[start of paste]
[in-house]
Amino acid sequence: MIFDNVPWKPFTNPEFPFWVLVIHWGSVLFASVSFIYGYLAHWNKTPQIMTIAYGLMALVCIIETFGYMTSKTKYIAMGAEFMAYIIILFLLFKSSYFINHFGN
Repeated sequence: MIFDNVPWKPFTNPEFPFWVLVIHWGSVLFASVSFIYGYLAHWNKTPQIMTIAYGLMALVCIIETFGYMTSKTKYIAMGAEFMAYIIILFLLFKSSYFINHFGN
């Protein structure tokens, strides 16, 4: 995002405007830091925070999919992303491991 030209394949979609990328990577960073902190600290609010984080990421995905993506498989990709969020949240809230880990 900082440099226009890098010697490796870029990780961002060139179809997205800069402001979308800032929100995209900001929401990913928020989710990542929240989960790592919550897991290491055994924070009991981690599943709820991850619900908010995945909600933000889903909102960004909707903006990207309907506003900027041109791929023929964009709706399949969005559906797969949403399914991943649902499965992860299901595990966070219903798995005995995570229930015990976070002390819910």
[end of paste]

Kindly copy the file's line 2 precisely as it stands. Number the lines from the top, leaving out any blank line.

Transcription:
Amino acid sequence: MIFDNVPWKPFTNPEFPFWVLVIHWGSVLFASVSFIYGYLAHWNKTPQIMTIAYGLMALVCIIETFGYMTSKTKYIAMGAEFMAYIIILFLLFKSSYFINHFGN